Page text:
Taiwan leader halts China unification panel
TAIPEI, Taiwan -- Taiwan's president shut down the committee responsible for unifying with rival China Monday, significantly deepening tensions in the region. China blasted the move. After a meeting with the National Security Council, President Chen Shui-bian announced he was ending the National Unification Council and doing away with its guidelines, which commit Taiwan to eventual unification with the mainland. Chen's move came despite dire warnings from Beijing. "His further escalation of secessionist activities will no doubt stoke tensions and trigger a serious crisis in the Straits," the official China Daily said in an editorial today.
BRUSSELS, Belgium -- The European Union agreed Monday to grant $145 million in urgent aid to the Palestinians before a government led by the Islamic militant group Hamas takes power, a move aimed at preventing a financial collapse that could add to the chaos in the Middle East. But the EU kept silent on what it would do once Hamas assumes control of the Palestinian government. French Foreign Minister Philippe Douste-Blazy said the aid was required to avoid "economic chaos" from paralyzing the Palestinian Authority.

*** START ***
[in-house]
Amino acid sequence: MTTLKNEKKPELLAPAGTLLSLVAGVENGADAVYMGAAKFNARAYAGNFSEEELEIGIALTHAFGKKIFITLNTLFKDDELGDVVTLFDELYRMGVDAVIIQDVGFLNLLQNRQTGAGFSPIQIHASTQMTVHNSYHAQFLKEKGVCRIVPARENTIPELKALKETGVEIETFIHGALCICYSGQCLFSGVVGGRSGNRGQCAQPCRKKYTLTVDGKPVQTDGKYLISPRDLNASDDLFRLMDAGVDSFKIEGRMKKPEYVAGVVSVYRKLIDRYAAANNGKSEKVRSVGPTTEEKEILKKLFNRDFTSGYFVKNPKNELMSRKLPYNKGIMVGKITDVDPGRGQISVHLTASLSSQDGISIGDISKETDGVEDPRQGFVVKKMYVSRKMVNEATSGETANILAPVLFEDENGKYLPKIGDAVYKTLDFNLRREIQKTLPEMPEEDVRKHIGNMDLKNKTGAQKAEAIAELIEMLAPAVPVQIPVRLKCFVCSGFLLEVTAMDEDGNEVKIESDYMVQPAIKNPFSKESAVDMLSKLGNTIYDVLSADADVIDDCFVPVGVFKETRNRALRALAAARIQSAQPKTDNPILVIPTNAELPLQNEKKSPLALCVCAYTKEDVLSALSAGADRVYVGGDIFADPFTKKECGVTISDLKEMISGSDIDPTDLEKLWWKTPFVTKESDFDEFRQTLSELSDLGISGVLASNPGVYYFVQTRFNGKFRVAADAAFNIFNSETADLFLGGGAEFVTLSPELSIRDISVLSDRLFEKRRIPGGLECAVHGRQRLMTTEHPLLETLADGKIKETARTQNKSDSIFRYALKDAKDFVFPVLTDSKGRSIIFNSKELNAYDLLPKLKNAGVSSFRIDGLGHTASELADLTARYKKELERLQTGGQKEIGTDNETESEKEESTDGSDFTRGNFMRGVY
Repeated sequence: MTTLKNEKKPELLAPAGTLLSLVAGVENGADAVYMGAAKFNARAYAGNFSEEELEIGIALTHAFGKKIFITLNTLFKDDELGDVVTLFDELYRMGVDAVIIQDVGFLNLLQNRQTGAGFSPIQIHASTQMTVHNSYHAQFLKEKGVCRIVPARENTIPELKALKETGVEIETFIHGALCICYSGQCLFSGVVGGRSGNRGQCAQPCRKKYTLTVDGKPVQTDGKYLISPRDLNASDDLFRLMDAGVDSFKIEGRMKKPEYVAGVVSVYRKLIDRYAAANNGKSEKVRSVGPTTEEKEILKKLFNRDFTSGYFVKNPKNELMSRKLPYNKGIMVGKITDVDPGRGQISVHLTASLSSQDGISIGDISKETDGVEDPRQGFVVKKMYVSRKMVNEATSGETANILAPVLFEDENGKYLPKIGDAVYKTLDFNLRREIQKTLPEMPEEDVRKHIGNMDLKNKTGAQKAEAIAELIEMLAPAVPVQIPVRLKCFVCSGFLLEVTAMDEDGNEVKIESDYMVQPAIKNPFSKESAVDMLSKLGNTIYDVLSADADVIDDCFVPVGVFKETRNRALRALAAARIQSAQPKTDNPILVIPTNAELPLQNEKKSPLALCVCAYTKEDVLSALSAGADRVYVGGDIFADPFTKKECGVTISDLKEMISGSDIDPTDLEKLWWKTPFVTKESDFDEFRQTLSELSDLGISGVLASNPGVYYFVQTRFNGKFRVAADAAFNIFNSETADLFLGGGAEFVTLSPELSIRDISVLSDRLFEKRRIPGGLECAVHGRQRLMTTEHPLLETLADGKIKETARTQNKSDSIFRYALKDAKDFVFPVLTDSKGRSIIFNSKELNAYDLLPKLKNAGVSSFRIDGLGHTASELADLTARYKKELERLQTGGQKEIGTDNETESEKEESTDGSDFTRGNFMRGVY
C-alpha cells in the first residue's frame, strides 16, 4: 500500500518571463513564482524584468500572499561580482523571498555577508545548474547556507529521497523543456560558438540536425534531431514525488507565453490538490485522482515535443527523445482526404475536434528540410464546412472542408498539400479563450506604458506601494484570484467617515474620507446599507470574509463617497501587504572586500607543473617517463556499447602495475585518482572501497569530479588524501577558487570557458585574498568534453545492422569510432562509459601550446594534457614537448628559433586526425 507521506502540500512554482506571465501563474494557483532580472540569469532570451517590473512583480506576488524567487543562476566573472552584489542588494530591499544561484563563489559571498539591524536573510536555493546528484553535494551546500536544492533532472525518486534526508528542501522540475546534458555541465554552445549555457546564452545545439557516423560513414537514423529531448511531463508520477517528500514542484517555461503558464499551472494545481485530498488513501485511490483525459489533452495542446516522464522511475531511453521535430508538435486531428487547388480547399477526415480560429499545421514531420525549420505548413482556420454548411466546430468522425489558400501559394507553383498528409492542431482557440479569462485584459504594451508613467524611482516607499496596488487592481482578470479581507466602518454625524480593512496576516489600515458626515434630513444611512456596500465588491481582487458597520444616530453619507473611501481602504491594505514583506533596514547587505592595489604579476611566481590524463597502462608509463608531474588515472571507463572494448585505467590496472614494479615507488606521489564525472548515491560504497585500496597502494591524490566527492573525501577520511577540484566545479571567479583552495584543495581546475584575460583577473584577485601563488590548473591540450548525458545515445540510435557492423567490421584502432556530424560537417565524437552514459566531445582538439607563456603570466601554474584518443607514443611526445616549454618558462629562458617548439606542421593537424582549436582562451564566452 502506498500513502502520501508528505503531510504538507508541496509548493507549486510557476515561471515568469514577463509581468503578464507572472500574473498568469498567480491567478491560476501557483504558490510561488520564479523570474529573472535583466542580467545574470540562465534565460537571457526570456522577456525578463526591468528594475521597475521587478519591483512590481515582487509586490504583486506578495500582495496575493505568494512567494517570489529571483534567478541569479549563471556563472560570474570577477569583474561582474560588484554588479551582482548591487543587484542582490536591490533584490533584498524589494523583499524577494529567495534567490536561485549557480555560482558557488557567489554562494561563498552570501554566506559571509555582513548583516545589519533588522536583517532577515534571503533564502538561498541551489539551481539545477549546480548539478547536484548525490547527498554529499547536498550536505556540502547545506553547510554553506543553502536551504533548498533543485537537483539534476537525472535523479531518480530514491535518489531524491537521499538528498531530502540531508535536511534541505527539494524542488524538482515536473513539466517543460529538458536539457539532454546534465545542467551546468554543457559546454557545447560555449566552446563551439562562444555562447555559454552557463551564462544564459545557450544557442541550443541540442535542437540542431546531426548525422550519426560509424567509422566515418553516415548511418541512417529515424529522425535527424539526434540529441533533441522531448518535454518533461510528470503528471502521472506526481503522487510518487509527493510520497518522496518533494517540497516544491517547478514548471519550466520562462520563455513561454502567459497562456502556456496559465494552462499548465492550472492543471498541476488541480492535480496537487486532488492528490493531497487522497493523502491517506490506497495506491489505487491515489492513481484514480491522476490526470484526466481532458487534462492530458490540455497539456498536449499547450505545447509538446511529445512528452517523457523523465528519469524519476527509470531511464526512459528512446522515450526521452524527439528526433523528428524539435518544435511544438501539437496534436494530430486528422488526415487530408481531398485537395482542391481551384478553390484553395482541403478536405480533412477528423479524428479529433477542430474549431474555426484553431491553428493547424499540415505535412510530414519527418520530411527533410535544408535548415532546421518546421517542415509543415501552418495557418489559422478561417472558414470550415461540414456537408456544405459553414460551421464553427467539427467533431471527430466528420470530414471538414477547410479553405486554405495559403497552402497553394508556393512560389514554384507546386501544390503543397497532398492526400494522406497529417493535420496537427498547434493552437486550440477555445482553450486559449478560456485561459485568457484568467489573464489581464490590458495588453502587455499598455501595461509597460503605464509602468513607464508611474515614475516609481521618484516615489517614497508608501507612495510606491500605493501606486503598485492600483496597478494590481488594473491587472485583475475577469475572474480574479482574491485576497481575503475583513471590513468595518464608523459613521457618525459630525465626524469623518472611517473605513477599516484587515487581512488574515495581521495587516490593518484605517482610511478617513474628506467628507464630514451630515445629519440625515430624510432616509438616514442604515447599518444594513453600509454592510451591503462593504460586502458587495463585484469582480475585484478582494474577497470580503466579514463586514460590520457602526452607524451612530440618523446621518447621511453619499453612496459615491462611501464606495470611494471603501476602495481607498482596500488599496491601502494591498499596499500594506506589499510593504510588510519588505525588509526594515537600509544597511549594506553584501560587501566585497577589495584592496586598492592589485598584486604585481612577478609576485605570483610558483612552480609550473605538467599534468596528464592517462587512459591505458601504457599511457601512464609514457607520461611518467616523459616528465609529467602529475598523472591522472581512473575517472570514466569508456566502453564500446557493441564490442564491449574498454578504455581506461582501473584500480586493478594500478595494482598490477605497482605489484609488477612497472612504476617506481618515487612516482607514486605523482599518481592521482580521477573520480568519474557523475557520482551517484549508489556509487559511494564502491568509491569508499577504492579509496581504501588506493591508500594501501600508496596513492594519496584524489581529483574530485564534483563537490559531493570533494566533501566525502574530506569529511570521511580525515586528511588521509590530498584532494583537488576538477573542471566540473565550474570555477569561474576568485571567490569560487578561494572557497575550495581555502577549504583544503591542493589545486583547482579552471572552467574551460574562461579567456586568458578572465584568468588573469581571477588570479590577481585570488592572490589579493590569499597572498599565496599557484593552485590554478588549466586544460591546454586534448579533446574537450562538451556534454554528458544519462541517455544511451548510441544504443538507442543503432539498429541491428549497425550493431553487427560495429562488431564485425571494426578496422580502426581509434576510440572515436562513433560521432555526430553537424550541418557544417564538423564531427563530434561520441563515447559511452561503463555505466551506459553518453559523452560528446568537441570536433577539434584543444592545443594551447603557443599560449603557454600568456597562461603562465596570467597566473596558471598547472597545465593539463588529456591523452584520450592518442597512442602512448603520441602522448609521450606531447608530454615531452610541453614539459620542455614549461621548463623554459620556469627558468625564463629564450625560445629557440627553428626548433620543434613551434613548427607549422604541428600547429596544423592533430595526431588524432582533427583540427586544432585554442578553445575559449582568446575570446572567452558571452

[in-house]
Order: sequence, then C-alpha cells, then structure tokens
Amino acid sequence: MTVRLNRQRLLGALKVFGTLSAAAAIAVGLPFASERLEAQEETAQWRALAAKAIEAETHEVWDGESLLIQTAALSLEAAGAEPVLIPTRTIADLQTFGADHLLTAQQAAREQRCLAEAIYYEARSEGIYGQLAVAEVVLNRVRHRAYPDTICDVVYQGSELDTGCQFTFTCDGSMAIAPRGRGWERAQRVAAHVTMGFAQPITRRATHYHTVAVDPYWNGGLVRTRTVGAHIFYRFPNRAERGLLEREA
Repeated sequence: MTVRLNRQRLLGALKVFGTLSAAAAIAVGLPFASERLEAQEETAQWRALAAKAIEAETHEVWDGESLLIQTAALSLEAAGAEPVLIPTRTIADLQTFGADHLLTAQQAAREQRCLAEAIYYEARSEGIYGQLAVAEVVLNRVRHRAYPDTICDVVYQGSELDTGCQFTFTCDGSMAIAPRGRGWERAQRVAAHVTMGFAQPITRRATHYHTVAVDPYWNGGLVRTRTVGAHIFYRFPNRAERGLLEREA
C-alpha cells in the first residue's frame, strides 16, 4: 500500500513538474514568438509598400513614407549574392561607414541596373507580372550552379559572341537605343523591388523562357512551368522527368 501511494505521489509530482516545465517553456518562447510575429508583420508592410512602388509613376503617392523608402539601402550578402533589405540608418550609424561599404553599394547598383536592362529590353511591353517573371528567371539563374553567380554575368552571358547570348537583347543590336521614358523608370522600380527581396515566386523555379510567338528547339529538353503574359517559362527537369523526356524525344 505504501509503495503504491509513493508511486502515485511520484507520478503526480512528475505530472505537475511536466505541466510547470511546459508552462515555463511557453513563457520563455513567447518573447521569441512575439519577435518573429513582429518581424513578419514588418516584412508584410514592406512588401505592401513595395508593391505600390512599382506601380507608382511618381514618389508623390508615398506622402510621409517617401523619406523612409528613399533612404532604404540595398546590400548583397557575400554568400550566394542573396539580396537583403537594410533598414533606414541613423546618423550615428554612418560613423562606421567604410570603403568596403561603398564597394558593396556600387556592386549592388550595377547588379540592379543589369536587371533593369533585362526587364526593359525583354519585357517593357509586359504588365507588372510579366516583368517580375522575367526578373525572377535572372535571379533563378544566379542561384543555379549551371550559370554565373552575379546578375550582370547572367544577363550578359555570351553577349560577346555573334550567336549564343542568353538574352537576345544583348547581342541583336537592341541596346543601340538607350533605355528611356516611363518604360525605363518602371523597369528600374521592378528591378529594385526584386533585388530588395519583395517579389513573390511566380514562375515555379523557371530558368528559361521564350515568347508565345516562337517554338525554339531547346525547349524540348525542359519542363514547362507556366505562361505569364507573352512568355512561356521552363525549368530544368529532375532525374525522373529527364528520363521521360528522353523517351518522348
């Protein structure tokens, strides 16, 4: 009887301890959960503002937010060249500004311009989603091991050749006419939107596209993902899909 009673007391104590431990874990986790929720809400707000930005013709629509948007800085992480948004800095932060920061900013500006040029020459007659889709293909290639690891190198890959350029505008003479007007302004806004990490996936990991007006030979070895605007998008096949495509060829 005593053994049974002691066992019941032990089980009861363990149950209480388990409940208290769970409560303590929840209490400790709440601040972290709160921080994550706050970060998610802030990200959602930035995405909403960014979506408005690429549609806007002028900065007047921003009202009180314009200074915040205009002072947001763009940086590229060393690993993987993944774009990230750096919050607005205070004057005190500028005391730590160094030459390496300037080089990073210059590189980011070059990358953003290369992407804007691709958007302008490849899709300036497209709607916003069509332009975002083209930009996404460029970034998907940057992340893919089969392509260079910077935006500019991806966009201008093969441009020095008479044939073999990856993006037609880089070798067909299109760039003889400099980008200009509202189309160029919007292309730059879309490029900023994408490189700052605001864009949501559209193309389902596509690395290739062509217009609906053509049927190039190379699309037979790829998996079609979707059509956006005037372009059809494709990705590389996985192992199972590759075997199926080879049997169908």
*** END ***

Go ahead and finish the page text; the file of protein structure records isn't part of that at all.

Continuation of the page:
VIENNA, Austria -- Iran appears determined to expand its uranium enrichment program, the International Atomic Energy Agency said in a new report Monday. The U.N. watchdog, in a confidential report made available to The Associated Press, said Iran plans to start setting up thousands of uranium enriching centrifuges this year even as it negotiates with Russia on scrapping such domestic activity.
LONDON-- A new audit showed thieves stole the equivalent of about $92 million during last week's heist at a southeast England cash depot, police said Monday, describing the second-largest cash theft in recent history. The haul was second only to the looting of Iraq's central bank during the U.S.-led invasion. Still, it was the biggest cash theft in British history.
-- From wire reports